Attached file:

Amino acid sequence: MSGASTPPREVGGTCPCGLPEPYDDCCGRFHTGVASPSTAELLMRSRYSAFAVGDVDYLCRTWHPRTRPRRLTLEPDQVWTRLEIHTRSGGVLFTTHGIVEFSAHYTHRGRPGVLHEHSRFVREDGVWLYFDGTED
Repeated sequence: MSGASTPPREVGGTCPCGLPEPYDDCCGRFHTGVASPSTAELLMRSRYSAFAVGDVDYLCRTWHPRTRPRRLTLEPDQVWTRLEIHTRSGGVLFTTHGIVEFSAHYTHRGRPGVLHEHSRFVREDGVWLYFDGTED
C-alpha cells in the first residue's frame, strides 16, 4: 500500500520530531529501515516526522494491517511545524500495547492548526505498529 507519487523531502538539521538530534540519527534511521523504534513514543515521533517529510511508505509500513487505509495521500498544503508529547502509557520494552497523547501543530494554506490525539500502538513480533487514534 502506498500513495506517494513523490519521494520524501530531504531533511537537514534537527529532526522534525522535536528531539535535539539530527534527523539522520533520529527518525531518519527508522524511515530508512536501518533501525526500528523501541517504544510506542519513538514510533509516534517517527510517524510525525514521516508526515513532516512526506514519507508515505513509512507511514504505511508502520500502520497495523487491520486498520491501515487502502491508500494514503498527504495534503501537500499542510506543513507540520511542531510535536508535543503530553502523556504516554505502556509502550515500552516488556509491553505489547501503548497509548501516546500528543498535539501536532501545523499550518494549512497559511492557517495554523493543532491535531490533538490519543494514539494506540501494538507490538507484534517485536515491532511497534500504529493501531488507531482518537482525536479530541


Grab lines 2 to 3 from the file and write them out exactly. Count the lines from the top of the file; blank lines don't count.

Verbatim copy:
Repeated sequence: MSGASTPPREVGGTCPCGLPEPYDDCCGRFHTGVASPSTAELLMRSRYSAFAVGDVDYLCRTWHPRTRPRRLTLEPDQVWTRLEIHTRSGGVLFTTHGIVEFSAHYTHRGRPGVLHEHSRFVREDGVWLYFDGTED
C-alpha cells in the first residue's frame, strides 16, 4: 500500500520530531529501515516526522494491517511545524500495547492548526505498529 507519487523531502538539521538530534540519527534511521523504534513514543515521533517529510511508505509500513487505509495521500498544503508529547502509557520494552497523547501543530494554506490525539500502538513480533487514534 502506498500513495506517494513523490519521494520524501530531504531533511537537514534537527529532526522534525522535536528531539535535539539530527534527523539522520533520529527518525531518519527508522524511515530508512536501518533501525526500528523501541517504544510506542519513538514510533509516534517517527510517524510525525514521516508526515513532516512526506514519507508515505513509512507511514504505511508502520500502520497495523487491520486498520491501515487502502491508500494514503498527504495534503501537500499542510506543513507540520511542531510535536508535543503530553502523556504516554505502556509502550515500552516488556509491553505489547501503548497509548501516546500528543498535539501536532501545523499550518494549512497559511492557517495554523493543532491535531490533538490519543494514539494506540501494538507490538507484534517485536515491532511497534500504529493501531488507531482518537482525536479530541